Film review: ‘Moonrise Kingdom’ lifts you
“Moonrise Kingdom” has a curious mix of qualities. It’s clever and sweet, but with every character in the film acting their part overly officious, even the children. The movie is also quite tedious, at least some of it.
It’s just opening at the Tower Theater, Broadway at Land Park Drive, Sacramento.
The first third of “Moonrise Kingdom” lumbers then trudges along as it establishes a budding relationship between a pubescent boy and girl and to remind the moviegoer of the quaint eccentricities of the native inhabitants of the story’s setting. The second act picks things up. And the end is quite nice.
In fact, it’s very nice.
First, a little background …
New Penzance Island (a fictional place off the U.S. Atlantic coast), 1965. Khaki Scouts Summer Camp.
Scoutmaster Ward is stoked because one of his rather recalcitrant boys has gone AWOL, if that word can be used for Boy Scouts. The concerned Scoutmaster brings on the whole platoon (if that’s also an OK scouting term) to search for Sam.
The twinkle in the eye of “Moonrise Kingdom” tells you, though, that there’s not a lot to worry about.
On the lam, Sam has a meet-up with Suzy in a bucolic pasture after they’ve had time to think they might be in love with each other. They both agree and then know they must shed their shackles of being “ordinary children” either he at summer scout camp or she in a family on the island with a dictatorial father … and awful, bratty little brothers.
Will the scout troop find them? What will the local constabulary guy, Bruce Willis, have up his sleeve to rescue the young pair, just in the nick of time?
Speaking of “time” …
The movie is longer than it needs to be. The exposition could be done succinctly. Establishing the culture and attitude of people depicted in “Moonrise” can only be amusing a reasonable length of time for people sitting in a movie house, even if the characters portrayed on the screen represent the best of those who inhabit the attitudes and perspectives of folks from the far Northeastern part of these United States.
Bill Murray playing that officious, authoritarian father of young children is really funny. But the narrative needs to move along, even though Bill is not only funny, but also very good being at something that’s his antithesis, it seems.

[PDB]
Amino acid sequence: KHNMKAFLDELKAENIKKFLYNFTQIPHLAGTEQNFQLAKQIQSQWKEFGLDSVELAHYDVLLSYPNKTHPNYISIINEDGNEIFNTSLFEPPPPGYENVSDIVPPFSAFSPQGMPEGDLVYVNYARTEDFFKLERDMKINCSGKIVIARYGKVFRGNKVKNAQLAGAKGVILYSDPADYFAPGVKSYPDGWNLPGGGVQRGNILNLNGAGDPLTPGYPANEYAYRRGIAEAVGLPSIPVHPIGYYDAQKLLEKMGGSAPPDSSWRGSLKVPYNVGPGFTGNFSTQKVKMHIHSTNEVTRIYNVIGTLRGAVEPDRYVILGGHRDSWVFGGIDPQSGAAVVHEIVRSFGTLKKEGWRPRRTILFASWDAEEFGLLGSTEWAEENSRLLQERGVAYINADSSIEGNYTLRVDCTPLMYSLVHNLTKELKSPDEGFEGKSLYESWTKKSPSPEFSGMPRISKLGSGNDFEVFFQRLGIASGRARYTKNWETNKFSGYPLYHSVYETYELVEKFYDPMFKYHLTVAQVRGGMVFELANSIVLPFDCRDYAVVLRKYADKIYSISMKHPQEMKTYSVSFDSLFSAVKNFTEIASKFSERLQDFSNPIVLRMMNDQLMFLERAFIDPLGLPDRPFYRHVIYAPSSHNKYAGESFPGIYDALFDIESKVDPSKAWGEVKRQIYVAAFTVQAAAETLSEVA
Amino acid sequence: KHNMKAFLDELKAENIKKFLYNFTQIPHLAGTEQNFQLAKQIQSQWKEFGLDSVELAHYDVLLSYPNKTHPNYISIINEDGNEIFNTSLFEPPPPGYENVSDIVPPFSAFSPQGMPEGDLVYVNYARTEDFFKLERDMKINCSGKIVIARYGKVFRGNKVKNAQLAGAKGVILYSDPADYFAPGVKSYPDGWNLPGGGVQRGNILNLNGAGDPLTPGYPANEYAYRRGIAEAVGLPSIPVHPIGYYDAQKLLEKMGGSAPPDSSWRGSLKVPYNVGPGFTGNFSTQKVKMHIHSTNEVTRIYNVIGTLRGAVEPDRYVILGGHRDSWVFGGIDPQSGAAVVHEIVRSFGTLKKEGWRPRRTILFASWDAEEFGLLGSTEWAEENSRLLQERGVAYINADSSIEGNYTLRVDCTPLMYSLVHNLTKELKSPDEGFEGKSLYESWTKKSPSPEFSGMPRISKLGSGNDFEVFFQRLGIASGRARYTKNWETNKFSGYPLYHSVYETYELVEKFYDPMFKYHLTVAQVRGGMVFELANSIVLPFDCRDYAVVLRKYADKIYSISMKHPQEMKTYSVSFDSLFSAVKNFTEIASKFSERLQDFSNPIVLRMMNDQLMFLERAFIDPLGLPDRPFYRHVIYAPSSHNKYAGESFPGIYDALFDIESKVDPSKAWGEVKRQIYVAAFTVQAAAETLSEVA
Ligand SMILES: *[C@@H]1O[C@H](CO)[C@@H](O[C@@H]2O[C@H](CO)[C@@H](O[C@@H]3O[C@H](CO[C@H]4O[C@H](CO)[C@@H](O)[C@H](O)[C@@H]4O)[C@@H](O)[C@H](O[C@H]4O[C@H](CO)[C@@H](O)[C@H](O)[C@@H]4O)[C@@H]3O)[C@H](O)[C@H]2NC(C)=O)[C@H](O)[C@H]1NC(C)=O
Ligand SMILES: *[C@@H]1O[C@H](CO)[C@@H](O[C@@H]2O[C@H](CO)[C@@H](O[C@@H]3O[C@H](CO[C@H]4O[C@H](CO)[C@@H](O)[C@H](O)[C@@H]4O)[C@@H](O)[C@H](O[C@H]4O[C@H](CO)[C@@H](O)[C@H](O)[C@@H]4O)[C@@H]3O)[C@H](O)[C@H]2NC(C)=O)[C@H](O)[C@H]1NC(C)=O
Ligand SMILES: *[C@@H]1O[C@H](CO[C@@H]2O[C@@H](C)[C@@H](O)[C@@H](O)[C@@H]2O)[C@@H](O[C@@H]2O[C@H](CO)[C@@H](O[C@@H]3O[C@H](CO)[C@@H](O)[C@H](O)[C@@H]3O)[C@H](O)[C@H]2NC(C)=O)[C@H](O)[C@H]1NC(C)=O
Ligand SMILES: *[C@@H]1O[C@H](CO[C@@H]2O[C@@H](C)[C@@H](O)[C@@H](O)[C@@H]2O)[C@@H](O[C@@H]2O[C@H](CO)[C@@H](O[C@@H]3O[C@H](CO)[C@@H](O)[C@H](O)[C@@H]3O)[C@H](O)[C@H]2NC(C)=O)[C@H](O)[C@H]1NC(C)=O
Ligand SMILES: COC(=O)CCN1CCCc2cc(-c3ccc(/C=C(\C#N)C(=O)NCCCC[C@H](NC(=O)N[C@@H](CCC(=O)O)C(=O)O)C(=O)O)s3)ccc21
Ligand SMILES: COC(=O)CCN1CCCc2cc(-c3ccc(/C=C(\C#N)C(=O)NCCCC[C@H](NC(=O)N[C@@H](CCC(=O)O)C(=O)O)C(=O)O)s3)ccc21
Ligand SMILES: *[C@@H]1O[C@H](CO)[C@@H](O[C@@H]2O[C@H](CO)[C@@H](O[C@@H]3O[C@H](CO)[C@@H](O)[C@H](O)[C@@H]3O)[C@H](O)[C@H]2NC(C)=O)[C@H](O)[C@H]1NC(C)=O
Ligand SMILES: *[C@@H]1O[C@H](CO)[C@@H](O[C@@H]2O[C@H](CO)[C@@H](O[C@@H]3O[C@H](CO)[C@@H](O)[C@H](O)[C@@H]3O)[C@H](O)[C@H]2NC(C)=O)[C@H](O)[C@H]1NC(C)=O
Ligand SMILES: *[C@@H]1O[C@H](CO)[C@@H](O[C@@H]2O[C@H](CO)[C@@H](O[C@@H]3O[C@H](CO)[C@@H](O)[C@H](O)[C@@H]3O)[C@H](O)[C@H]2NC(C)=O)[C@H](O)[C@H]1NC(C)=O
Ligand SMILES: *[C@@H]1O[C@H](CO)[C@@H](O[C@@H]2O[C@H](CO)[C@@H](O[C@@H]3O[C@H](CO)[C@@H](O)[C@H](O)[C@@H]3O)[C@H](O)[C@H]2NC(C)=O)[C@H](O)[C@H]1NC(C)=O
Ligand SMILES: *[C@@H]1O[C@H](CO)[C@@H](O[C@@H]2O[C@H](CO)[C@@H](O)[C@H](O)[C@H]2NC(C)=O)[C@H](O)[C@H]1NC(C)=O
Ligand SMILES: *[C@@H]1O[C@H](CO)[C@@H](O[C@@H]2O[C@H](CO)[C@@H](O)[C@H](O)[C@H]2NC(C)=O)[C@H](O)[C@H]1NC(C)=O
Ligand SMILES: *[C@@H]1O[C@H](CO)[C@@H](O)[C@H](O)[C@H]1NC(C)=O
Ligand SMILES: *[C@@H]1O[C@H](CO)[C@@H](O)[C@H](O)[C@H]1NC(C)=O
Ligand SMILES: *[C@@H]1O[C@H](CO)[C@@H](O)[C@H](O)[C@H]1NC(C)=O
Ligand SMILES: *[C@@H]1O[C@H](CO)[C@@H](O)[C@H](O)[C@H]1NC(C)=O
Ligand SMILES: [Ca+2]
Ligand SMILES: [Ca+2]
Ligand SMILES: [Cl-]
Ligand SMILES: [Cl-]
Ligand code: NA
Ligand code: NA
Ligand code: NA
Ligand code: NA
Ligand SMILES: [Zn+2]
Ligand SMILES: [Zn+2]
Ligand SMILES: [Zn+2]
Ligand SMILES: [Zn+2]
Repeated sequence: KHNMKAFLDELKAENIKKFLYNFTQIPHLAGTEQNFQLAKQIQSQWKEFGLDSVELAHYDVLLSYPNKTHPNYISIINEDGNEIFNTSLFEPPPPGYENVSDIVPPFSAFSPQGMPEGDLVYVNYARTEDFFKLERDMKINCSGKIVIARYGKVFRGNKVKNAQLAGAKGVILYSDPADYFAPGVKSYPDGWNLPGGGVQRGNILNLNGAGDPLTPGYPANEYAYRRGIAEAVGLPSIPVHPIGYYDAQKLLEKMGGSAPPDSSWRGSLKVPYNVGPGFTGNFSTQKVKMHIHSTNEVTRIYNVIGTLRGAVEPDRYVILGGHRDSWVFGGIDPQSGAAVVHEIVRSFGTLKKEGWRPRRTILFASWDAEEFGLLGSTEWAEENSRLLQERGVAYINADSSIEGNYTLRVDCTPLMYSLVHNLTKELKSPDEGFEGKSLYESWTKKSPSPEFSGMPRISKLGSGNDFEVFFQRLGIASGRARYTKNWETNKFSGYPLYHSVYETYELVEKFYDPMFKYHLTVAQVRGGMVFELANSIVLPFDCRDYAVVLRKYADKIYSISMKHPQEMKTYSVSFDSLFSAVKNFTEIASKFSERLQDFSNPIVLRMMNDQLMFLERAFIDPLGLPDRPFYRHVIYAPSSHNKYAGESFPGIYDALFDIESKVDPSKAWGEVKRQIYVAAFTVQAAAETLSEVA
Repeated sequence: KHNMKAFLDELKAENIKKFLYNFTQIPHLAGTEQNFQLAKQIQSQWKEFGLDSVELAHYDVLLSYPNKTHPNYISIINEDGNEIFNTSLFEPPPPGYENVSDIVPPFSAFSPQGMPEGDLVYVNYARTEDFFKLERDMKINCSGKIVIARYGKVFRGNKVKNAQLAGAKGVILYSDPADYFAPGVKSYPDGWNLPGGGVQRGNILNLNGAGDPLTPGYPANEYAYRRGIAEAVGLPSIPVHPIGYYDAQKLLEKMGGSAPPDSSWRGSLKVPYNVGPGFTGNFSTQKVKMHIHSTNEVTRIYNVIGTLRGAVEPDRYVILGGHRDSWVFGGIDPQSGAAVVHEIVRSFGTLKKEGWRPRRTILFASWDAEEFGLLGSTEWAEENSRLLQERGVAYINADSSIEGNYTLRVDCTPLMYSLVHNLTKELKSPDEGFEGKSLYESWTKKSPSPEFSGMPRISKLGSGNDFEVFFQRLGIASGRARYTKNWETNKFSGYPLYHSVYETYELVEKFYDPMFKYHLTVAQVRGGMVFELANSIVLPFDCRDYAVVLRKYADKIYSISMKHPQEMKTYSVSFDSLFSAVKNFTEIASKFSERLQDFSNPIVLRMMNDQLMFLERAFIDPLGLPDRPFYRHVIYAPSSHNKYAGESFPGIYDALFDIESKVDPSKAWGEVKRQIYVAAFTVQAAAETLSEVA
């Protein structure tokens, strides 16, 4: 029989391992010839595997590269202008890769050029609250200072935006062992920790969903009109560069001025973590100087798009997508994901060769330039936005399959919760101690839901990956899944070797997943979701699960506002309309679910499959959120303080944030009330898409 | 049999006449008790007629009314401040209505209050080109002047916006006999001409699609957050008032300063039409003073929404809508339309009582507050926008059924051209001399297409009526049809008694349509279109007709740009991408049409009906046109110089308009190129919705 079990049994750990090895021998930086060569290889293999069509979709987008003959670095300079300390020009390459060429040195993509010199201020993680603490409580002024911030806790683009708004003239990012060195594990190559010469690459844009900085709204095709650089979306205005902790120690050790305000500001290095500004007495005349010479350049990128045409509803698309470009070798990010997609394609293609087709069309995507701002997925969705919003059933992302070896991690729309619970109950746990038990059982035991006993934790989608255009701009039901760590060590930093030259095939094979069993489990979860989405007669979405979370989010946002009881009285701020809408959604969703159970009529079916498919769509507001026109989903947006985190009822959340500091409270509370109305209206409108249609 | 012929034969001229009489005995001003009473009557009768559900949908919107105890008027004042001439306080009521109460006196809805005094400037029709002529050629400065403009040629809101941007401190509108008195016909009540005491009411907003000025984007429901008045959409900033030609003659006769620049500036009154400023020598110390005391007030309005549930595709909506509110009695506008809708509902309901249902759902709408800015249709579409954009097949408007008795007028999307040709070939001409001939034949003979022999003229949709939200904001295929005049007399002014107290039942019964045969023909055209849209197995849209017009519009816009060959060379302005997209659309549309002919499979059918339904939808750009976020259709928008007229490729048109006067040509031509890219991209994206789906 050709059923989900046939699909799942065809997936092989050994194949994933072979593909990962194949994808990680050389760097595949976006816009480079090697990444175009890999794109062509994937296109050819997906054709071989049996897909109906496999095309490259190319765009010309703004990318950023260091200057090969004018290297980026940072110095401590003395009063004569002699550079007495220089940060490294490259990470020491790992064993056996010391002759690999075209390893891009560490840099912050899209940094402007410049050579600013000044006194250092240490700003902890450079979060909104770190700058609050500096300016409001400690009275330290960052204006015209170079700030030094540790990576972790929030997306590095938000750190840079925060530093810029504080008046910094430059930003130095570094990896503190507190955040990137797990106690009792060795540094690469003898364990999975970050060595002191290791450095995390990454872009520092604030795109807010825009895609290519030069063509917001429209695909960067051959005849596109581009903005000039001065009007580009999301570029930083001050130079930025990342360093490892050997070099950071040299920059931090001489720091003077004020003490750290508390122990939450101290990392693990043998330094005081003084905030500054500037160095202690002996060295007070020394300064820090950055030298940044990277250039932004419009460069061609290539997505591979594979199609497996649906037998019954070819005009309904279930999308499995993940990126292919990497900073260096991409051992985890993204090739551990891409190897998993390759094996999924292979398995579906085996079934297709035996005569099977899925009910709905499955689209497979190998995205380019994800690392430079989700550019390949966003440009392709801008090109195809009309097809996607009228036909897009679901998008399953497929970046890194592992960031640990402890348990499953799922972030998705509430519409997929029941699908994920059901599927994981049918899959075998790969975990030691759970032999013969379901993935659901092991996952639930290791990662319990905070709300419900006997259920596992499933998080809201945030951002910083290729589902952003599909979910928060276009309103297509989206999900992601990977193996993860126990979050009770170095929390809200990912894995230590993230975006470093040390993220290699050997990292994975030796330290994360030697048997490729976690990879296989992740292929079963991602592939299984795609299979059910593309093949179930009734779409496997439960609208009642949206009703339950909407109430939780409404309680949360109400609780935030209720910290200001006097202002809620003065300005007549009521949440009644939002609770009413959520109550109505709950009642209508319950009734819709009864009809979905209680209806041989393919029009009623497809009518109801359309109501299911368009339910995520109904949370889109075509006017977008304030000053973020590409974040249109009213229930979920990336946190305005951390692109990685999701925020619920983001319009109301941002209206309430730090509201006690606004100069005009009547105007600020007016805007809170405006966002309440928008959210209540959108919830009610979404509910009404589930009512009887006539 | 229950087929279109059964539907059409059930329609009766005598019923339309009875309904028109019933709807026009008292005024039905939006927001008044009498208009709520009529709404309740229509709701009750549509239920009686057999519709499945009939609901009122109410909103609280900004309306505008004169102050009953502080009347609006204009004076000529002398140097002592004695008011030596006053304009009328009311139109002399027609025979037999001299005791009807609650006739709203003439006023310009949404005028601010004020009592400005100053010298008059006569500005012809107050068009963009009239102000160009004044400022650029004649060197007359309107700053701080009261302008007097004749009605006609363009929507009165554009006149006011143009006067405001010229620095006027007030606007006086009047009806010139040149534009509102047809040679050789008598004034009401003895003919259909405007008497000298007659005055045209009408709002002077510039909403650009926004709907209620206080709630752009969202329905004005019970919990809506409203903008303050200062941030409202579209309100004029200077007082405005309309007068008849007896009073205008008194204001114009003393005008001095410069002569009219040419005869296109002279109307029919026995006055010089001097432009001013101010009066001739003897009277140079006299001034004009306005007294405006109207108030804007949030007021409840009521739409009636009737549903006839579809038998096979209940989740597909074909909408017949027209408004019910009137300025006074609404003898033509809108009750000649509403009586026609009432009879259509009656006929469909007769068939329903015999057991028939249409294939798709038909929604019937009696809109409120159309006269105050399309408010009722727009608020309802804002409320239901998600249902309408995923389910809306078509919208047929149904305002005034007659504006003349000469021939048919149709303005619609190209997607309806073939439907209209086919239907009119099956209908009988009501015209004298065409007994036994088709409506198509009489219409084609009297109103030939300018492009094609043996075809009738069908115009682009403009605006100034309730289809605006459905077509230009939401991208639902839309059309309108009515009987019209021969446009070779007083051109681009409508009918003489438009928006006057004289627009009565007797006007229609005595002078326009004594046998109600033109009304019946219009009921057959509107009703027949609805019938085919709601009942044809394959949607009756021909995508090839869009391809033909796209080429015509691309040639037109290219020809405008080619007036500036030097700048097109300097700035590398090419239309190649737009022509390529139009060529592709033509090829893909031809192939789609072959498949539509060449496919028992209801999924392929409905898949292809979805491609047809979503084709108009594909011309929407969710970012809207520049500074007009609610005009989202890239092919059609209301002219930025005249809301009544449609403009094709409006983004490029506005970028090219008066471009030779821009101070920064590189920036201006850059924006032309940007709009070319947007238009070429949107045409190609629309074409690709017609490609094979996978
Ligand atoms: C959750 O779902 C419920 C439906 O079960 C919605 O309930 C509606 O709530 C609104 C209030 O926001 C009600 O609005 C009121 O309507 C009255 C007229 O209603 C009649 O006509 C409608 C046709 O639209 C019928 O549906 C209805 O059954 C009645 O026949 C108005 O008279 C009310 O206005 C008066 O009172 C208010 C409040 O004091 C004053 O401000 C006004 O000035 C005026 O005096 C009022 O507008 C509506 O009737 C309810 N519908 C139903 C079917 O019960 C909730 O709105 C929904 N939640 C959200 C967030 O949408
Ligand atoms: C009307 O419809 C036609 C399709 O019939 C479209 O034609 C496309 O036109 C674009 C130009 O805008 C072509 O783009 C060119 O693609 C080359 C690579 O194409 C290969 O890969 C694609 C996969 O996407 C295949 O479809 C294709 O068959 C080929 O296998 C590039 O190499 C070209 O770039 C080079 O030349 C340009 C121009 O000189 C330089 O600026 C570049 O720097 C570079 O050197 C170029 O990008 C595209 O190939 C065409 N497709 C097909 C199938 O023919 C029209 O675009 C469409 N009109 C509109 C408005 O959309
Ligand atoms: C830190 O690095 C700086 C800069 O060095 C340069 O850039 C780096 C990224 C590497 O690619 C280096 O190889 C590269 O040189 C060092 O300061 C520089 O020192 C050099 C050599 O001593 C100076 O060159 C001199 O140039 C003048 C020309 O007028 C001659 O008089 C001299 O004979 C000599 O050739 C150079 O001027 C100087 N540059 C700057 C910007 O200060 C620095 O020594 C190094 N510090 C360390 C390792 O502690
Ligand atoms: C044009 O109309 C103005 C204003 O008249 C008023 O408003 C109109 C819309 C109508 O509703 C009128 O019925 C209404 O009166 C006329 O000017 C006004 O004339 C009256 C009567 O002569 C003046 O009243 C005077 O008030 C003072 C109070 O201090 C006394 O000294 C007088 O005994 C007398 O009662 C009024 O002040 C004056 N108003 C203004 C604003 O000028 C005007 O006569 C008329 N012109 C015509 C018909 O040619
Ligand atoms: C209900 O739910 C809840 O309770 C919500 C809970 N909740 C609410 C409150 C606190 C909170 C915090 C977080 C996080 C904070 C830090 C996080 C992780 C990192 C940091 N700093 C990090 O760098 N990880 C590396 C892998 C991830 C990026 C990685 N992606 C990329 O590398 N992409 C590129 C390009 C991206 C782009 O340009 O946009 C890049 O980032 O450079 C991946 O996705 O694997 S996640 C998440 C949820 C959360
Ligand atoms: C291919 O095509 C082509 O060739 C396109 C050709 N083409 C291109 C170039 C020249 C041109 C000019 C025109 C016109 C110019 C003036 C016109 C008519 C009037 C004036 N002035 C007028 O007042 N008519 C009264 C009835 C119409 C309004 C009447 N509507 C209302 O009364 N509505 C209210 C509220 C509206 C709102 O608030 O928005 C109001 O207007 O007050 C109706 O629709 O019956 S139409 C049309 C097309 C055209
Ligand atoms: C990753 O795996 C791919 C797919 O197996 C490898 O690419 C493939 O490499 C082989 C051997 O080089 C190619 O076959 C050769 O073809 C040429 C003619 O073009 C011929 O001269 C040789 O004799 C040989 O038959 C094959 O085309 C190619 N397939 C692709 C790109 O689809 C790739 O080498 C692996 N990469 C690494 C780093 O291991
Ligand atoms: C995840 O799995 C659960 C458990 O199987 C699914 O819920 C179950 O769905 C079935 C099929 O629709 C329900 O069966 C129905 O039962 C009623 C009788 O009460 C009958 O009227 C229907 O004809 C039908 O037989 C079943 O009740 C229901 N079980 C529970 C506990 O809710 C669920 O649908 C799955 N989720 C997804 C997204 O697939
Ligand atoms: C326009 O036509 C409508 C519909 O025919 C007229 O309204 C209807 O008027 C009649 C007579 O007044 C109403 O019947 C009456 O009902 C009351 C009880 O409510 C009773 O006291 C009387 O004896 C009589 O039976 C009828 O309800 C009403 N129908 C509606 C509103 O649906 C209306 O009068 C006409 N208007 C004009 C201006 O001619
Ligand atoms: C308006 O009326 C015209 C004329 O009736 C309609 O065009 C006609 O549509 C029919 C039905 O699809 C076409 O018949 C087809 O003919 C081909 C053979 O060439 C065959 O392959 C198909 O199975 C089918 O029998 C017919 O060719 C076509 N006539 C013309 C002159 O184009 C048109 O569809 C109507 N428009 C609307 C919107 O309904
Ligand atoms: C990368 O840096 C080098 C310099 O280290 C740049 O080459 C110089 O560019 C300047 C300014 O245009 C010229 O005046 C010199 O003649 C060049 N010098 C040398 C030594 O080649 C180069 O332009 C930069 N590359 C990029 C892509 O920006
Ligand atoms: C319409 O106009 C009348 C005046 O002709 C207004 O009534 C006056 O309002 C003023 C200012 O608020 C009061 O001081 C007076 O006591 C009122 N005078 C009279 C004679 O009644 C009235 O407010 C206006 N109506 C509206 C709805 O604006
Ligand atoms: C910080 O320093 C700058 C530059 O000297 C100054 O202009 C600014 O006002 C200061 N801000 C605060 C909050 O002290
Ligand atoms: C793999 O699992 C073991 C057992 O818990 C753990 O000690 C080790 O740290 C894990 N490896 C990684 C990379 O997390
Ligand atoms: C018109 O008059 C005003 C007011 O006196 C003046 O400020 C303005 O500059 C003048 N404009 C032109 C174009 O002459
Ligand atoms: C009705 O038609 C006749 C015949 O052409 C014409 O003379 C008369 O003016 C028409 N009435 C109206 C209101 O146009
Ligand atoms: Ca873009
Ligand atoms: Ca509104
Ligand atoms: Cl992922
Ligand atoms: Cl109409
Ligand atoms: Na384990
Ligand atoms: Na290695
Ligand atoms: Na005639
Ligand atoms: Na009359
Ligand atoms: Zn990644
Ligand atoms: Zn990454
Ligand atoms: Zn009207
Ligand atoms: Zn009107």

And what about a guy who can act any part? Edward Norton’s character is also a braced-up, well-meaning authoritarian. He’s the Scoutmaster.
The list goes on, with Frances McDormand, the mom; Bruce Willis, the sheriff; Tilda Swinton, the Social Services lady; Harvey Keitel as the High Pooba of the Khaki Scouts; and Bob Balaban, the film’s standup, on-camera-looking-at-you narrator — who might secretly be a gnome.
Balaban and McDormand are the only suspects in this movie who are probably not playing against type.
Neat. Great bunch. But … move the story on, please.
The main characters are the boy, Sam, played by Jared Gilman, and the girl, Suzy, played by Kara Hayward. Since you may never have seen these fine young actors, Jared wears Woody Allenish specs in the film, but seems less romantic than Maestro Allen. And Kara appears to be, but probably not, a younger cousin of two established film actors, Jennifer Connelly and Emma Watson.
Wes Anderson wrote and directed “Moonrise Kingdom.” Three other creations from this Welch-born fellow who schooled at UT in Austin come to mind: “Bottle Rocket,” The Royal Tenebaums” and “Rushmore.” Now you know why “Moonrise Kingdom” is a skosh eccentric.
But to go somewhat out on a limb, I must say that I hope there’s a possibility the good folk of what are termed the New England States of America might smile watching this film. “Smiling” means “really funny” for the people of New Hampshire and Maine.
Now Southerns of the USA have a movie they can see that laughs at Yankees.
“Moonrise Kingdom’s” joke carries to the end. But not long before the close, the good stuff kicks in. It’s something for children of all ages … believe me.
Copyright © 2012 by Gary Chew. All right reserved.